I’m going to politicize the Pulse massacre.  Not because I mean to disrespect the victims, but because I wish to honor them. And we cannot do so if we do not acknowledge the many levels on which the dead and injured were victimized.

The 50 dead and 53 injured at Pulse were victims of a terrorist.

The 50 dead and 53 injured at Pulse were victims of the dog whistle rhetoric of the Republican Party that has demonized the LGBTQ community.

The 50 dead and 53 injured at Pulse were victims of a broken political system that has been unable, even after countless mass shootings (including the massacre of children at Sandy Hook), to enact sensible gun legislation.

So let’s take these levels one at a time.

Terrorism: I have heard friends protest the label of terrorism- suggesting that the attack is being labeled as such because the shooter was Muslim.  Though Islamaphobia is real, it is not unreasonable to call this an act of terrorism when the suspect himself called in to 911 to profess allegiance to ISIS. According to Merriam Webster, terrorism is  “the use of violent acts to frighten the people in an area as a way of trying to achieve a political goal.”

What makes this terrorism is not that the shooter was Muslim, but that the act was political in its nature.  It is why the attack on the Colorado Springs Planned Parenthood was an act of terrorism and the Charleston attack was also an act of terrorism.  The problem is not that we are calling the Pulse shooting terrorism; it is that we failed to identify the other shootings as such.

(Sadly, I feel the need to point out that the fact that this was an act of terrorism committed by a Muslim man does not mean that all Muslims are terrorists or that the Koran preaches violence any more than any other religious text preaches violence. Christians, Jews, Hindus and Buddhists all commit terrorism.  It is not the religion that warps people into terrorism, but rather fanatics who warp religion as a justification for terrorism.  Indeed, one need only look at the ways nationalism is a cause of terrorism.  Fanatic commitment to any ideology is the root cause of terrorism. )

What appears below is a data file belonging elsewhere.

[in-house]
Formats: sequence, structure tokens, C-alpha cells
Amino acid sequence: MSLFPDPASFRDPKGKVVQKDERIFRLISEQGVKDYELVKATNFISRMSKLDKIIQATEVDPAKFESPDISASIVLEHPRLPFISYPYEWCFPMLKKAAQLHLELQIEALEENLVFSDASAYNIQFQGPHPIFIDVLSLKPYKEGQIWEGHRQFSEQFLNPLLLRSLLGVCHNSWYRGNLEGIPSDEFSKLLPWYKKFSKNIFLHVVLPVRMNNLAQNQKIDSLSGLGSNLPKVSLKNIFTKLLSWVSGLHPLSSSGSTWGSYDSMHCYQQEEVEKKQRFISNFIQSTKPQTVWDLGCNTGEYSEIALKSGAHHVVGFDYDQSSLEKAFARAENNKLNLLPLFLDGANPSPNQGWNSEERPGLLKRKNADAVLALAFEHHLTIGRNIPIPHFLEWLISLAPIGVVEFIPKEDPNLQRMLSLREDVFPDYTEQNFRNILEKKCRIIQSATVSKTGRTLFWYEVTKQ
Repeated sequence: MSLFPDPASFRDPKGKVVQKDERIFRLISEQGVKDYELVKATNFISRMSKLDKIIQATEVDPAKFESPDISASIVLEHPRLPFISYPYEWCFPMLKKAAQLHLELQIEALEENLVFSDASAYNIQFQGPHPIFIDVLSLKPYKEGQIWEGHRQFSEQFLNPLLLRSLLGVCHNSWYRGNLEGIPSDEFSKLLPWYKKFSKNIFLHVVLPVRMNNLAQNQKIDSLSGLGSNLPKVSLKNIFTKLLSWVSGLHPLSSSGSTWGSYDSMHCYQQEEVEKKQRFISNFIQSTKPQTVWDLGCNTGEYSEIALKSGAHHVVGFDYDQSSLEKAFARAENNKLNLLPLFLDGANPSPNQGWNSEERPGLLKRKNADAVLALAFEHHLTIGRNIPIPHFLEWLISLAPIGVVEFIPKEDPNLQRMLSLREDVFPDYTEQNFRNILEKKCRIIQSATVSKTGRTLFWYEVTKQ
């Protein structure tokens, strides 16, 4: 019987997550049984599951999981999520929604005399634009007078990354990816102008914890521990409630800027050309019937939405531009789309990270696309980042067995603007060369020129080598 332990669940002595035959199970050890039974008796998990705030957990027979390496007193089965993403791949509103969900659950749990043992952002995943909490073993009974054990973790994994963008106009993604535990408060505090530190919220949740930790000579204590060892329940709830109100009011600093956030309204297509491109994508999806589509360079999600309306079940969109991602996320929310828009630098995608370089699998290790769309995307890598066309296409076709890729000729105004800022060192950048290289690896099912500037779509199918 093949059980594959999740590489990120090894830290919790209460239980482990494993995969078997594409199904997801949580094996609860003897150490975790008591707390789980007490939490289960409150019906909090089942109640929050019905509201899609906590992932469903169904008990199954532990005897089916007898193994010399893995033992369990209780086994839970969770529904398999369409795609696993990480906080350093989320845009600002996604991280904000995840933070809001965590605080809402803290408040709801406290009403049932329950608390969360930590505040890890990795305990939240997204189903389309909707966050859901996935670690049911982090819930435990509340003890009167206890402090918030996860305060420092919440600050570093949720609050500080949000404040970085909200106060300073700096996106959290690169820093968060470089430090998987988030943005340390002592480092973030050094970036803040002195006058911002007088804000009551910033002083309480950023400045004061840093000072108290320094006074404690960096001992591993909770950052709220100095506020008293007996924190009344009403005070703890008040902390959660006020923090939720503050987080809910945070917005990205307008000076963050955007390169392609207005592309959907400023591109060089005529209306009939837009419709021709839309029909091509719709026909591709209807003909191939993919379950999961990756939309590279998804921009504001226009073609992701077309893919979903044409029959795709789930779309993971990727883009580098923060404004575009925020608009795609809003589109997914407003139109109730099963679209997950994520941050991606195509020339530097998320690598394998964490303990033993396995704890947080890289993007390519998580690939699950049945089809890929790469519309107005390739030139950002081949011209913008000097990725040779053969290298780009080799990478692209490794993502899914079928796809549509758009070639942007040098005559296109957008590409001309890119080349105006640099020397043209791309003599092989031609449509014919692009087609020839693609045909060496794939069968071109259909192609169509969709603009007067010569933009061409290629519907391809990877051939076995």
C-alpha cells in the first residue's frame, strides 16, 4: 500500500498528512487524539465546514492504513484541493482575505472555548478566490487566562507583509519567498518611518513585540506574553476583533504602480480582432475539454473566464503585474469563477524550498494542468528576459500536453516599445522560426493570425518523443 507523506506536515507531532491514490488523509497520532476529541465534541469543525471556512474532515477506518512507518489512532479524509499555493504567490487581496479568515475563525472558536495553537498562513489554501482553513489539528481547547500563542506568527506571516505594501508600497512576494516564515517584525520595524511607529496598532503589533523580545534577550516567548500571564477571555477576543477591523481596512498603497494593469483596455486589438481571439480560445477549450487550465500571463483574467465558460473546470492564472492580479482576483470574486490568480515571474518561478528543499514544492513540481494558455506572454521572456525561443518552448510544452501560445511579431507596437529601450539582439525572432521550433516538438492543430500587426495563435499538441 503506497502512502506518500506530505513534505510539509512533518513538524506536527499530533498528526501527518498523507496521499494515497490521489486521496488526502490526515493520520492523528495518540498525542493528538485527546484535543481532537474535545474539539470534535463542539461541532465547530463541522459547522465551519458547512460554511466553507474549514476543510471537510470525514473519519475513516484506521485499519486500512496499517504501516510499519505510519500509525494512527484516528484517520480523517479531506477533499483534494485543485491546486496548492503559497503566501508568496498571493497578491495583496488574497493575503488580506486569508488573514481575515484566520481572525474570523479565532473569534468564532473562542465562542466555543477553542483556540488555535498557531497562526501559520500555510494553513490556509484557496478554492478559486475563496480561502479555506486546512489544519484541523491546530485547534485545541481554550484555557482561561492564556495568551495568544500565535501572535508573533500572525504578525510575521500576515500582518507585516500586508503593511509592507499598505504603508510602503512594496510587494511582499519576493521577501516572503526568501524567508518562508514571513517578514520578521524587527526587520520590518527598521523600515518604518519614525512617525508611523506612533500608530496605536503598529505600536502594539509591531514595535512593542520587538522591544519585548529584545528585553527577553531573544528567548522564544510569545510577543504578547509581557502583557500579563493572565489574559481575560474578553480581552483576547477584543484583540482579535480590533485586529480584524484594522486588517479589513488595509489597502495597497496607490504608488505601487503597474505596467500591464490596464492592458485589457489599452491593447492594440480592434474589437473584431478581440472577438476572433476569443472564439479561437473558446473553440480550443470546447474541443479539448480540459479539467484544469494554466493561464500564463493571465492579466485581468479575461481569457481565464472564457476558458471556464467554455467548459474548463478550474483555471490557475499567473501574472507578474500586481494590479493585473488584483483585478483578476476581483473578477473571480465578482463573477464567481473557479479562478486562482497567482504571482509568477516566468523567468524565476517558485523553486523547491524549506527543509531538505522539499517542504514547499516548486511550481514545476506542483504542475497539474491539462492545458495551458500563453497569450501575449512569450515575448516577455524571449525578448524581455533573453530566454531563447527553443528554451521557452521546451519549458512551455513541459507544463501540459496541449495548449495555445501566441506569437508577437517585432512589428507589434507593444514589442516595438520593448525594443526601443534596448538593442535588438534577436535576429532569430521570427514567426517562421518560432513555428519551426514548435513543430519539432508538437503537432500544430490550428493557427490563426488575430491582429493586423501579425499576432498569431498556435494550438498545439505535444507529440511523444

Targeting the LGBTQ community: As President Obama rightly noted, Pulse was a place where people came together in solidarity and empowerment.  They came together to dance and enjoy life but the club also hosted educational events as well.  It was a place, in the midst of rising homophobic rhetoric, in which people could enjoy themselves in safety.

And the LGBTQ community has needed places to feel safe.  Republican legislatures and politicians have attempted to distract their constituents from their own failures by launching culture war crusades against gay marriage and transgender rights. The heated rhetoric has led to an atmosphere of menace that too often erupts in violence against member of the LGBTQ community.

It is not surprising that Pulse was targeted by a religious extremist.  It was just a question of which religious extremist it would be.

Gun Violence. No discussion of a mass shooting, whether terrorist in nature or merely terrorizing, should happen without a serious discussion about guns.  How was this attacker able to kill 50 people and injure 53 others?  By using guns he obtained legally despite having been investigated TWICE by the FBI for potential terrorist connections. And yet, Republican legislators have consistently refused any sensible regulation of gun ownership.  Indeed, one can be on the government’s no fly list and still legally purchase a gun.  That’s right, in the United States, if you are not allowed to fly because you might turn an airplane into a weapon, you are still allowed to buy an actual weapon.

Respecting the Second Amendment does not mean that gun ownership should not be regulated.  Even Justice Scalia admitted as much.  If you want to drive a car you need a license and you must have insurance. There is no Constitutional reason that these rules should not apply to gun ownership.  At the very least, we should have a serious discussion about this.  And yet, our lawmakers are so beholden to and afraid of the NRA that they are unwilling even to engage in CONVERSATION about sensible gun legislation.

So let’s honor the dead and support the injured at Pulse.  But in their honor, let us also resolve to look seriously at the factors that contributed to this massacre.  And in the name of all that is good and just in the world, let us go beyond talk and actually DO something